“If the teaching of experience bears fruit in us, we soon give up the pursuit of pleasure and happiness, and think much more about making ourselves secure against the attacks of pain and suffering. We see that the best the world has to offer is an existence free from pain-a quiet, tolerable life; and we confine our claims to this, as to something we can more surely hope to achieve. For the safest way of not being very miserable is not to expect to be very happy. Merck, the friend of Goethe’s youth, was conscious of this truth when he wrote: It is the wretched way people have of setting up a claim to happiness –and, that to, in a measure corresponding with their desires–that ruins everything in this world. A man will make progress if he can get rid of this claim, and desire nothing but what he sees before him.”
Arthur Schopenhauer, Counsels and Maxims
I don’t know whether or not there is some grand German strategy predicated on Europe’s single currency regime; but it sure does look as if Germany policy makers are a lot smarter than the rest of the animals on the farm. They understood a single currency would allow for German industrialists to dominate the zone and develop a captive export audience. And the austerity thrust to deflate periphery countries under the guise forcing countries labor rates in line with Germany, these countries will magically be competitive. That is of course a fantasy. The last time I checked, Bangladesh has much lower labor rates than German; yet Germany doesn’t seem to be fretting about Bangladesh machine tool manufacturers stealing their markets.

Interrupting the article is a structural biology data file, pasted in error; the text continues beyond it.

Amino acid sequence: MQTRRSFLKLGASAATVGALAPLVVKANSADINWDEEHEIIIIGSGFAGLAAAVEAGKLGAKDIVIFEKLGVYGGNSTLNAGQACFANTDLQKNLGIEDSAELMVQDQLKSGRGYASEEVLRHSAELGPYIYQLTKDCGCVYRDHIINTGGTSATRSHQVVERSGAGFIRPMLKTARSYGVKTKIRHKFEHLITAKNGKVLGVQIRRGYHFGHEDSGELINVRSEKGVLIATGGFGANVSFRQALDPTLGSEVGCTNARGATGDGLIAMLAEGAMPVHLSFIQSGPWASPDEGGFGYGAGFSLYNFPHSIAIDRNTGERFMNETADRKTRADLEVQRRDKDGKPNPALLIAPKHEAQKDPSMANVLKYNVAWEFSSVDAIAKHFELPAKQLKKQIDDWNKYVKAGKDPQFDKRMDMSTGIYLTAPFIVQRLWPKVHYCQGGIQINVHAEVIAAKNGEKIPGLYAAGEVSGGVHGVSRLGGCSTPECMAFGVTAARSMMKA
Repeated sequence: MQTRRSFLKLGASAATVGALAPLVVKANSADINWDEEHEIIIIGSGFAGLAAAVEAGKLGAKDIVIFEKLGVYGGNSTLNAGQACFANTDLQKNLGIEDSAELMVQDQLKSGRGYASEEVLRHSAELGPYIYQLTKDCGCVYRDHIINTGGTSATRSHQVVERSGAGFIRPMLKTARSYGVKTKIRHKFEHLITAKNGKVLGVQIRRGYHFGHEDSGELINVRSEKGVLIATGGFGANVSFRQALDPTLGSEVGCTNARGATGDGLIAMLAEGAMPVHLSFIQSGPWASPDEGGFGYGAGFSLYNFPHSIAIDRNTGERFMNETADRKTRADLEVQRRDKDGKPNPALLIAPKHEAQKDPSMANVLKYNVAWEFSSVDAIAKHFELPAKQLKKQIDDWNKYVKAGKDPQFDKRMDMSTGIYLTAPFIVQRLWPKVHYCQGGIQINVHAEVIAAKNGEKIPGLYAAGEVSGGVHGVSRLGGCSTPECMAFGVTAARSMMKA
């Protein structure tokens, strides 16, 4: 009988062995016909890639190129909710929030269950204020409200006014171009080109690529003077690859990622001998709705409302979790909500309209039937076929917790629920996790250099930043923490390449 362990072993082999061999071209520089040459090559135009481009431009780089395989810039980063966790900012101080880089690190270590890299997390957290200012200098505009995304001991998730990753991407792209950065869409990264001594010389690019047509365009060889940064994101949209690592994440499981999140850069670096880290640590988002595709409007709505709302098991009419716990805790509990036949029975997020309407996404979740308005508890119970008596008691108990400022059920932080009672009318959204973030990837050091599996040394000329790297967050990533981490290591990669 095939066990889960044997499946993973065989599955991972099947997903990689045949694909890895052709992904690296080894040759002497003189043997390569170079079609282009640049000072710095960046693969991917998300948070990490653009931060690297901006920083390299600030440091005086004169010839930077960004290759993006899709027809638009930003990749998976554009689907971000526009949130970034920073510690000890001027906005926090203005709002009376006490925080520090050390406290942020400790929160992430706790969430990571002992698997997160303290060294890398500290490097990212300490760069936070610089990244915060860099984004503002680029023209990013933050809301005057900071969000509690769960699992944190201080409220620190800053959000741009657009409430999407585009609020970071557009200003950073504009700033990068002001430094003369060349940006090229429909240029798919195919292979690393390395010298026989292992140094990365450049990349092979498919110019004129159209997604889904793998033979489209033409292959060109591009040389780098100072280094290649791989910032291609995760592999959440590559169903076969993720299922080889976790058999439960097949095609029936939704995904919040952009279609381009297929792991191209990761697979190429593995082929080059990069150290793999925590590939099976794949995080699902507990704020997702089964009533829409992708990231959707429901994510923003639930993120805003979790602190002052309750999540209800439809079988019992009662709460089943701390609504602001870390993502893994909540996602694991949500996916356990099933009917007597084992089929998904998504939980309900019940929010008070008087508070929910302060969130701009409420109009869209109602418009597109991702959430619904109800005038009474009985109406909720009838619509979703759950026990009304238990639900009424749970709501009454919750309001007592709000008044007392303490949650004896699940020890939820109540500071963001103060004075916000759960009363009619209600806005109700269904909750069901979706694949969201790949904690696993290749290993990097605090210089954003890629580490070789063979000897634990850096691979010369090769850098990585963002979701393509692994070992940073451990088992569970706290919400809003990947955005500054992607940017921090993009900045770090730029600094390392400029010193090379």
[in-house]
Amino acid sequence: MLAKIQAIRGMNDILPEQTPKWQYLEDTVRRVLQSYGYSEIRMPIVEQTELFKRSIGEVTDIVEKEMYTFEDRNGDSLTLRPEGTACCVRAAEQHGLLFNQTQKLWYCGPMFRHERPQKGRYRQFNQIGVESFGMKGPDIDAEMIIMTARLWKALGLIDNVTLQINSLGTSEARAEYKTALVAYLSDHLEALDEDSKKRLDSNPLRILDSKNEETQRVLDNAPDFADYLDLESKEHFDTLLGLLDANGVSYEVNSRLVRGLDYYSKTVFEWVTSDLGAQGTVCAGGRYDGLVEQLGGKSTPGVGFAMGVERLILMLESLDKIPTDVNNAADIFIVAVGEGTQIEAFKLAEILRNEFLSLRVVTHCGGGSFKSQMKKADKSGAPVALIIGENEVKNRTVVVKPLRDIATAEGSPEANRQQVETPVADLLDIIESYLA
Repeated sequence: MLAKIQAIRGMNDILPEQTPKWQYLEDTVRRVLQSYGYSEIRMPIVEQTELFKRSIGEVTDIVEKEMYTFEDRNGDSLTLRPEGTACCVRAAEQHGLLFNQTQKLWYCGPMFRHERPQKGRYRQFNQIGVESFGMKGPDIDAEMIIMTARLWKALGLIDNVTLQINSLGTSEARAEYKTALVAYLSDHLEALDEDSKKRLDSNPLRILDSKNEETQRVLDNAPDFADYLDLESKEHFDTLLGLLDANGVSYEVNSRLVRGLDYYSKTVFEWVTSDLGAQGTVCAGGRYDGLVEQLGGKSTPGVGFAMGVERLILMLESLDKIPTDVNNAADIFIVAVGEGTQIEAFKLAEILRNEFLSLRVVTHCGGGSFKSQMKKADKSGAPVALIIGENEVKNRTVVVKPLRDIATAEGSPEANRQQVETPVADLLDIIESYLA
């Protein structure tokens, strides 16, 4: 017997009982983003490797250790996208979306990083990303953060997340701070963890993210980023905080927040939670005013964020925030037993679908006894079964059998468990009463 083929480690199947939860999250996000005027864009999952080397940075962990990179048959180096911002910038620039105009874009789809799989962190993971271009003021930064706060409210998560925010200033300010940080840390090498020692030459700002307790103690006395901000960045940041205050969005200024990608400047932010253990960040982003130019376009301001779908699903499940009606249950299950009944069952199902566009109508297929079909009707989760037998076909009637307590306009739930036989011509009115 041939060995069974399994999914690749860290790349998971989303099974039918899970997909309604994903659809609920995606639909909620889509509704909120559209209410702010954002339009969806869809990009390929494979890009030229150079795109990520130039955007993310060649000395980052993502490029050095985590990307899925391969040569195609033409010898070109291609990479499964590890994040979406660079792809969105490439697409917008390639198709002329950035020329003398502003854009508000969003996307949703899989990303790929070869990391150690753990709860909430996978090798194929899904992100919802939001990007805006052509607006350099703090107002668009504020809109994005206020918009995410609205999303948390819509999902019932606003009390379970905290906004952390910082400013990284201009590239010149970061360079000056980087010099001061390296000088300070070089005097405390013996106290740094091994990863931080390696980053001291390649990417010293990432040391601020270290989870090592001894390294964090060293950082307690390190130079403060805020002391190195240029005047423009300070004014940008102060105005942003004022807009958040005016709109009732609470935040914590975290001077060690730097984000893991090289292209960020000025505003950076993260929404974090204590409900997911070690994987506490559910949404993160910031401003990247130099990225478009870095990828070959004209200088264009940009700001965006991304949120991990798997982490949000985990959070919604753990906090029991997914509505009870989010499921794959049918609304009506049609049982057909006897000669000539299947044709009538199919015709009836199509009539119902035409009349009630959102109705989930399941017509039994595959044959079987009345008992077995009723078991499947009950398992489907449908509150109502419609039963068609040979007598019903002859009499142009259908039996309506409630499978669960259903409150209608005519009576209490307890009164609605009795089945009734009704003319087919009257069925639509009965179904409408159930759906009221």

…read it all at Currency Currents 24 February 2014